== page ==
• Missions – this game has the most epic and memorable battles i’ve ever experienced in a tactical turn based game. It comes from the fact that Mechs are extremely sturdy. So instead of one turn kills (meaning that units can secure kills 1v1 in a single round of combat), that plague most of such games, you have these prolonged brawls with lances exchanging large amounts of fire and slowly winding each other down. Sometimes your lance takes so much beating that you have to desperately optimize the remaining armor by facing your mech with such angles that only parts that still have some armor left would absorb hits. It’s incredibly fun experience you won’t find anywhere else.
  • Tactics – you will often be punished for not trying to analyze the battlefield. Charging directly at your target at full speed ? Expect to get flanked and lose mechs in a crossfire. You always have to look at the map and try to figure out where enemy reinforcements might come from.
  • Building and management – apart from economic inconsistency i mentioned earlier, it’s pretty fun to grow your company. Gathering mechs, equipment, managing mech warriors and of course customizing your mechs is done quite well.

While the game has its issues, it’s definitely a good game which provides very unique experience. Worth a buy.


Posted: November 11, 2018
I would rate Battletech 3/5. (Campaign review only)

tl; dr Summary
You will find that I have a lot of positive things to say, so it might seem odd that I am not recommending this game. It boils down to this – if you are a BattleTech nerd, or a hard-core strategy nerd, you will probably like this game. If you are a casual strategy player, you will probably get bored early on, get distracted by something shiny, and find yourself doing something else. Keep an eye on this developer though, they did a lot of great things here and if they correct the shortcomings their future projects could be great.

The Good
I am a gamer nerd of the 90s. I played every BattleTech product I could get my hands on (tabletop and video game). We haven’t had a great BattleTech video game since the Mechwarrior series (2, 3, & 4) and MechCommander 2, almost 20 years ago. This game really FELT like BattleTech. The story was solid and felt like it came right out of the old FASA lore. The music was well done and really added to the game experience (I’d put it second to Mechwarrior 2 for the franchise soundtracks). The visuals were solid. Overall, I felt like I got a great BattleTech experience.

I was also impressed by HBS in developing the BattleTech world and story. They told a story that is early in the classic FASA setting. They give you a taste of some of the more advanced stuff, but its rare and you really treasure it. You find yourself sleeping with your Gauss Rifle, petting it unconsciously, and calling it "Precious." For all these reasons, I am excited for HBS to tell the story about the return of the Clans. Maybe in a future game, or even better, future series of games.

Given my history with BattleTech your probably expecting me to start griping about some nuance like "medium lasers generate too much heat" or "the autocannon damage doesn’t scale right." On the contrary, I thought the vision by HBS and their translation of BattleTech from table to game was quite solid. A different format for a game means some aspects of balance need to be revisited, and I thought the trades made were well done.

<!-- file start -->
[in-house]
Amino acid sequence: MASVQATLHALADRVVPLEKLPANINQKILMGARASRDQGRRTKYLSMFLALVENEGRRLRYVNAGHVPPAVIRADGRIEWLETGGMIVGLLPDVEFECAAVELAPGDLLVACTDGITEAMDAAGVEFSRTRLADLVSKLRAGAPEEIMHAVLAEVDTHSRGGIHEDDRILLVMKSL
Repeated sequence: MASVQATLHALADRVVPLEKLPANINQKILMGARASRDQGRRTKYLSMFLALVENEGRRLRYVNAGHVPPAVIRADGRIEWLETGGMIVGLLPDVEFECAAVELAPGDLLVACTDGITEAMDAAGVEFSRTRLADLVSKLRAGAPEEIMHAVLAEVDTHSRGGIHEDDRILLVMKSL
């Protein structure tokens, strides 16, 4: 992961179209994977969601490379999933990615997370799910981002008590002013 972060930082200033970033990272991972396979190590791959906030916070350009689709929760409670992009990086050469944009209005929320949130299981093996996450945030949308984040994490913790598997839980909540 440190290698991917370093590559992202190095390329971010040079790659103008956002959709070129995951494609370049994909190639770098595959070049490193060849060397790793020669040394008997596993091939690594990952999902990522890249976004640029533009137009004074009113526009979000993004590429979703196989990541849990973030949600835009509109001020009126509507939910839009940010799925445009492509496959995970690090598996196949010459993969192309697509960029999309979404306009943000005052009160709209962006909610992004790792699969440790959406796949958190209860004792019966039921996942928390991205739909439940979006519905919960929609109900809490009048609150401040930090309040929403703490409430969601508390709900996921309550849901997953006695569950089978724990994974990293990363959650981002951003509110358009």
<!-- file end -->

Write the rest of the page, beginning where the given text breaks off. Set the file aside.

So, if you are a BattleTech nerd, or a big strategy nerd, I think you will like this game

The Bad
The biggest problem with this game is that when you are not playing the campaign missions, 80% of the maps are quite restrictive. You look at your drop and say, maybe I can flank/scout over there before…oh the edge of the map won’t let me go there. You end up getting funneled into a specific set of circumstances immediately after dropping and you have no ability to use strategy to your advantage. After that it feels like your choices have a limited impact on the outcome of the fight, and it’s just about focus firing to victory. That’s ok every once in a while, but when it’s a vast majority of your missions, it gets dull. (Campaign maps are much better, it’s obvious the dev team spent a lot of time on them). It honestly feels a bit like farming…and if I wanted to farm I’d play WoW.

Early on, the game wants you to feel like you are on the ragged edge of making it. Money vs. damaged Mechs vs. buying better gear vs. wounded Mechwarrirors…they got the feel right. Unfortunately, than means early on you have to play a lot of random missions to stay afloat and advance the quality of Mechs in your company. So, the farming is frontloaded before you are really into the game, and it gets easy to find something else shinier to do.

The game also doesn’t translate the balance of the boardgame into the video game well. In the board game, you balance a fight by the tonnage of your drop, not the number of Mechs. In a game like this, where you always drop 4 Mechs, there is literally no reason to ever drop anything but your heaviest. Sure, the game makes comments about dropping a lighter Mech for speed and such…but piloting those lighter Mechs into a tougher drop often feels like running a minion into Luke Cage, where a quick swat results in your Mech going down and your pilot dead. For a short campaign game this is ok, but you lose a lot of the pre-mission strategy of BattleTech when you don’t have to make those trades.